• I hope that Levine gets better. Even if he doesn’t he’s already given tremendously. I recently happened to pick up at our local library a CD of Richard Strauss’s Tod und Verklarung conducted by Levine. I have to say that it seemed I never really had heard the work before, although I have listened to it with various other conductors. Is this Levine or is this me? This sylphlike theme which introduces itself in the beginning, and it’s working out: It reminds me of Mrs. Dalloway (see book of Virginia Woolf and Movie with Vanessa Redgrave as Mrs. Dalloway). In the tone poem the idea comes back, having moved from a sylphlike intangible quality to something that one can hold in one’s hand and feel through every fiber of one’s body. It made me have to think about what it would be like if Mrs. Dalloway had ever met the poor guy (Warren Septimus Smith) who committed suicide because he was to be institutionalized (same as Virginia Woolf would do later in her life). And in the “fiction” her (Mrs. Dalloway’s) party, she feels is ruined from the gossip of this psychiatrist who wouldn’t know how he effects the lives of others, talking about this death as something so unfortunate (although he drove the poor man too it, as would happen to Virginia Woolf later). Upon listening to Levine’s version of Tod und Verklarung, what I felt is this sylphlike theme I associate with Mrs. Dalloway being taken and metamorphosing into something one can feel and hold in one’s hand; as if Mrs. Dalloway was allowed to give refuge to this poor maimed creature, and the compassion she felt in her rather protected sylph like life was allowed to be there for him (rather than he remain a gossip she hears about). In the book, in the “fiction” she only happened to cross his path once as the sound of a car startled him outside a florest shop reminding him of the horrors of war and death, outside the florist shop Mrs. Dalloway was getting some things). If this sylph like theme was developed as Strauss does then he (Warren Septimus Smith) would have had asylum? I’ve met Mrs. Dalloway, wouldn’t have recognized her if it wasn’t from a “dream” where I was coming out of a theater walking out the incline that’s there for handicapped people in just about every movie theater in the US, and in “my” dark tired state didn’t recognize this light shining for me which was then the actress who became Mrs. Dalloway (who I met and recognized later because of this dream).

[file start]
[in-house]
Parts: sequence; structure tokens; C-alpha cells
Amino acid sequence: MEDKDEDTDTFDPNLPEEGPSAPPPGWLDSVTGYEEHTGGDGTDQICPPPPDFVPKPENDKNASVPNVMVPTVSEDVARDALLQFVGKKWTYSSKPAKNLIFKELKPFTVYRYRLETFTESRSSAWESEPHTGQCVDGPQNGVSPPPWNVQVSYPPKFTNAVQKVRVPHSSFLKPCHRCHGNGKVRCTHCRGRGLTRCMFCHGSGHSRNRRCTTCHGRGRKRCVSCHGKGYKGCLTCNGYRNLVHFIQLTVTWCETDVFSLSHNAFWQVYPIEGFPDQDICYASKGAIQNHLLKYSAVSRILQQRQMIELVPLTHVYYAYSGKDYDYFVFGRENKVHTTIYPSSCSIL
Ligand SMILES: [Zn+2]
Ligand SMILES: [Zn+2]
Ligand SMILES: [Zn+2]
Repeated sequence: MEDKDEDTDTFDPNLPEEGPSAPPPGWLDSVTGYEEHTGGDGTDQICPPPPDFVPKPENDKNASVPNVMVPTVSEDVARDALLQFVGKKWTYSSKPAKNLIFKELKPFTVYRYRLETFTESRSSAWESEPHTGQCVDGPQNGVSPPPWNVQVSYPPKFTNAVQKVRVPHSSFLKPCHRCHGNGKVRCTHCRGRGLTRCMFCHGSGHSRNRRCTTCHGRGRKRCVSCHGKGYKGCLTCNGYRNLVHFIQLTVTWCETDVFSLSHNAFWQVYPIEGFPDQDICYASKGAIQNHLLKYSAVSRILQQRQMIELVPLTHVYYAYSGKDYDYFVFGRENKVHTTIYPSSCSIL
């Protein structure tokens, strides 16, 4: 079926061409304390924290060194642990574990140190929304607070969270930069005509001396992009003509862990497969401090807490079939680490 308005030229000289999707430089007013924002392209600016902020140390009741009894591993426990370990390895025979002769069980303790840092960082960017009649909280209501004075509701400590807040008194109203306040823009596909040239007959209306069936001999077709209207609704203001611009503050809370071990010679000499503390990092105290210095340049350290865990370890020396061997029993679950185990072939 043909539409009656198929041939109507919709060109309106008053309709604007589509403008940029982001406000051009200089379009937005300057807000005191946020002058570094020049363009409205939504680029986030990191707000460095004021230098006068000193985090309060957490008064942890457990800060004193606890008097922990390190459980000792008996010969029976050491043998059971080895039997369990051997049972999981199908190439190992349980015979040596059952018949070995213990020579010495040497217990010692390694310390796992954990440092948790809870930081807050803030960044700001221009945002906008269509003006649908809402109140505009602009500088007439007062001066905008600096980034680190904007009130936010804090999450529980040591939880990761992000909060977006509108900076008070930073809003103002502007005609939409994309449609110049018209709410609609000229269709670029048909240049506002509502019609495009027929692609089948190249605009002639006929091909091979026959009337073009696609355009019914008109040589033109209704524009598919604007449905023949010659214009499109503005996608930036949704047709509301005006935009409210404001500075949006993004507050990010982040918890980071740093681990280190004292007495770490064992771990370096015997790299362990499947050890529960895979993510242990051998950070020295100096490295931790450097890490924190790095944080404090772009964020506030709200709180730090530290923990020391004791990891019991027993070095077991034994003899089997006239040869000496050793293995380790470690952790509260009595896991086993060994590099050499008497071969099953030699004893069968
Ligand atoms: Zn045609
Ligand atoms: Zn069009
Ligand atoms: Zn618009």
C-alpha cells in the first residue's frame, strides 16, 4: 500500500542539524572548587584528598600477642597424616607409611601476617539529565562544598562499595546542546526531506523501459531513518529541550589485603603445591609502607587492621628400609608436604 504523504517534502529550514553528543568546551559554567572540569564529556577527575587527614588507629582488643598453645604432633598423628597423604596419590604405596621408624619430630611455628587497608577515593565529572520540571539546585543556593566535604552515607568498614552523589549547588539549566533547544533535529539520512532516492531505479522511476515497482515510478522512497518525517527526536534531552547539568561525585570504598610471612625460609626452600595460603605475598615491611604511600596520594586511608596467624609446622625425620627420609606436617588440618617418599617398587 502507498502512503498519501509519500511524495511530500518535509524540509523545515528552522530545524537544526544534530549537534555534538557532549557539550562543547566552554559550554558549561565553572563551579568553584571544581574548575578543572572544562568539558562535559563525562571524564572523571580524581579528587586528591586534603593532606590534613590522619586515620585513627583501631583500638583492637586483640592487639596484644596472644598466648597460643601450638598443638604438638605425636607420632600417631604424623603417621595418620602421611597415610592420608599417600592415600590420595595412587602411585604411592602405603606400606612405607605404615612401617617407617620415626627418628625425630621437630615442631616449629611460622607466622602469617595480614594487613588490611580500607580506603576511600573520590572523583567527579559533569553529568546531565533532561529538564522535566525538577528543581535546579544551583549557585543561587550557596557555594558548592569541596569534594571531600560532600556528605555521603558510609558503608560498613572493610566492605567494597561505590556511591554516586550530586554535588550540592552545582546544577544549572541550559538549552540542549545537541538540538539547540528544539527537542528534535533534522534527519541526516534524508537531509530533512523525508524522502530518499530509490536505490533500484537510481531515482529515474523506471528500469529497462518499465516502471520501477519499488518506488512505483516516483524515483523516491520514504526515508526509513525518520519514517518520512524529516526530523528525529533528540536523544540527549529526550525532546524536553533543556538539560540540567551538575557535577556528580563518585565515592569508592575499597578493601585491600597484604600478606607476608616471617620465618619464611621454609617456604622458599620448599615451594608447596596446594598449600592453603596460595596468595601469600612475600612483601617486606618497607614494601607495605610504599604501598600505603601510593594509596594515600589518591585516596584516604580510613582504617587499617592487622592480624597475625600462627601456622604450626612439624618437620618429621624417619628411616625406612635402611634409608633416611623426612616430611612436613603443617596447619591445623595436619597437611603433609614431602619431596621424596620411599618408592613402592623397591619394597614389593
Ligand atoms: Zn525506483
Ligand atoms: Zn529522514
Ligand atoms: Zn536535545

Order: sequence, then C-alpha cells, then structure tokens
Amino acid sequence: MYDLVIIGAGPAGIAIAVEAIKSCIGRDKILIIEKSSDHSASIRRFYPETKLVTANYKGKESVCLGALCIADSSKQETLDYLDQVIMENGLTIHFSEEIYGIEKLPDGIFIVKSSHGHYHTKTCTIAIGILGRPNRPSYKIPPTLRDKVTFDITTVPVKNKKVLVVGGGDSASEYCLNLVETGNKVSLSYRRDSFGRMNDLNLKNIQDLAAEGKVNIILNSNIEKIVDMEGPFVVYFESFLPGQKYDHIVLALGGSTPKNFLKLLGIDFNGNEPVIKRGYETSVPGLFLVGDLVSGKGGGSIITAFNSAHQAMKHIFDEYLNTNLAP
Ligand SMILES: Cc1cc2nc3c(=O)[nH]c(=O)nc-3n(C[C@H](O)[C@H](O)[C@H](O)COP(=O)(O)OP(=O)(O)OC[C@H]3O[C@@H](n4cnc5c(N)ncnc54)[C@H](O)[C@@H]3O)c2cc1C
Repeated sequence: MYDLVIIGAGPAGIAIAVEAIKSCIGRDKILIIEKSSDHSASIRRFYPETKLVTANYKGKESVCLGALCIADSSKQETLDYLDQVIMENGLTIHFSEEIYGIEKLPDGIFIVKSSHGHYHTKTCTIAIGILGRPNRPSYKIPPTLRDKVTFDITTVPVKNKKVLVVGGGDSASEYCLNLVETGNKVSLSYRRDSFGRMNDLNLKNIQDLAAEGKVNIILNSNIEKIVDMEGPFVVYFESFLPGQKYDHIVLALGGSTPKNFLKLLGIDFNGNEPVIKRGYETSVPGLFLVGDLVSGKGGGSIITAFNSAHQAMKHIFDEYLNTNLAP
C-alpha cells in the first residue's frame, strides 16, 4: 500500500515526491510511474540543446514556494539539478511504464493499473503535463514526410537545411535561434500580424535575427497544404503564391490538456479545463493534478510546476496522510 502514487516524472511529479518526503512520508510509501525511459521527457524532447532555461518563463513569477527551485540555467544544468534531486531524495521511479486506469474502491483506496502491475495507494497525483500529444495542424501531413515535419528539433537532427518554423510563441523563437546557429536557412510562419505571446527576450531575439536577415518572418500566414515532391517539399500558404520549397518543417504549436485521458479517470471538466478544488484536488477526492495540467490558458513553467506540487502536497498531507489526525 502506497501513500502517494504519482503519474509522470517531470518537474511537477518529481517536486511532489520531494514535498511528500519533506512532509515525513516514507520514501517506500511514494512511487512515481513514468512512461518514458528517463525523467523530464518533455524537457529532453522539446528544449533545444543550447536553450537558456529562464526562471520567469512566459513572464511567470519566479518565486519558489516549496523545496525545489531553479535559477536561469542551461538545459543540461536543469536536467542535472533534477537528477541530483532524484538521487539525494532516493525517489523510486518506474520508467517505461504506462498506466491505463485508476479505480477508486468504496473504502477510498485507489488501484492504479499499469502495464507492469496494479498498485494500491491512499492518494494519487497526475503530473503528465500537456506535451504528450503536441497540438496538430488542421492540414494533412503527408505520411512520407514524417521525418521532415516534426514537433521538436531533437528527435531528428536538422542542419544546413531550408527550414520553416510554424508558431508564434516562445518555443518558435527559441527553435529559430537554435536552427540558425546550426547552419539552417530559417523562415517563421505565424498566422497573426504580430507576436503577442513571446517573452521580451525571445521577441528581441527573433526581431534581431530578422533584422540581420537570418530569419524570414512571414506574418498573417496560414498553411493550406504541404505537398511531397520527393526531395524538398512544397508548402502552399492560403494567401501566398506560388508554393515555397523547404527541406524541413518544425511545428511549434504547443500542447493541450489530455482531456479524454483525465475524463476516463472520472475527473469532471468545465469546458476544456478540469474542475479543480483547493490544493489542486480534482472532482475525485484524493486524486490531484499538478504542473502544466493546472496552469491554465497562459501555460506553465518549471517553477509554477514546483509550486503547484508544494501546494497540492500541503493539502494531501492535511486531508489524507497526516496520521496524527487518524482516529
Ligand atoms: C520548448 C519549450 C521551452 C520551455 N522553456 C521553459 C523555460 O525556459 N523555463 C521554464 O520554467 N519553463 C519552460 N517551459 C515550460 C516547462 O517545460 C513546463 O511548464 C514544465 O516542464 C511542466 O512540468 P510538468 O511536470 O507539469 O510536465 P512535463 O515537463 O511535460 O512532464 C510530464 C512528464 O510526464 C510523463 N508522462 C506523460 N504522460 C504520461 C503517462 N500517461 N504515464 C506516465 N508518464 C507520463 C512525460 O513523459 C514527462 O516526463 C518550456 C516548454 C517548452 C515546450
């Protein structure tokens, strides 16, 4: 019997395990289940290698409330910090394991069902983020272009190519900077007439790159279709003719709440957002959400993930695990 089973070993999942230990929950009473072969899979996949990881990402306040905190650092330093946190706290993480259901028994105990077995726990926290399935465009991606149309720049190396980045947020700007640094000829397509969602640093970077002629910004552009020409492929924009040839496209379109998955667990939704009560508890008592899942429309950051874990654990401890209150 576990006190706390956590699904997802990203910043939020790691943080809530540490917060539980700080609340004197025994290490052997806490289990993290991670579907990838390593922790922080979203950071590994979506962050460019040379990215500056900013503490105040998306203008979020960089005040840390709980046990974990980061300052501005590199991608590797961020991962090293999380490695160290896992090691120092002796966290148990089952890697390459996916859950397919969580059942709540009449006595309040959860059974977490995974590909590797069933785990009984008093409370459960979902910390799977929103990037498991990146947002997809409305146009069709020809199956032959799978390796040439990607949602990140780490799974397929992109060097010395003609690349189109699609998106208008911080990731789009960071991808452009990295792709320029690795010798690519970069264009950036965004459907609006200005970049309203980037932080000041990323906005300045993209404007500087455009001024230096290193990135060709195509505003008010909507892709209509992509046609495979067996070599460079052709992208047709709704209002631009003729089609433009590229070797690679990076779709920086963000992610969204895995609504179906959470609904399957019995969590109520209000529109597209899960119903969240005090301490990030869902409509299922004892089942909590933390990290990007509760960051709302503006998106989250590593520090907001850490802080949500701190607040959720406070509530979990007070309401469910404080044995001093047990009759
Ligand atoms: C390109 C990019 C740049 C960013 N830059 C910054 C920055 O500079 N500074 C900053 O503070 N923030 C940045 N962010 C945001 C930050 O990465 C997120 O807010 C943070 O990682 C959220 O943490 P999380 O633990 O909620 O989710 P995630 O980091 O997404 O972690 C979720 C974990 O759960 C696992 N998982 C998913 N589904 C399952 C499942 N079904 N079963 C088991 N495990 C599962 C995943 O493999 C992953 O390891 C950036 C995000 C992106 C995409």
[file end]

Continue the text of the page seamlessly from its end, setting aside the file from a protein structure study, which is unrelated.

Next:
And while I’m at it. What is wrong with you people!? Going on as if this is some war over who is the best and which opera company is the best or which country or countries has the best qualities or system or attitude!?Good GOD! There is no “THE BEST.” It’s your willingness to get to know what art is or not that makes it a resource for your soul or not. And if something is “THE BEST” than what has it done for you rather than what’s wrong with everything else!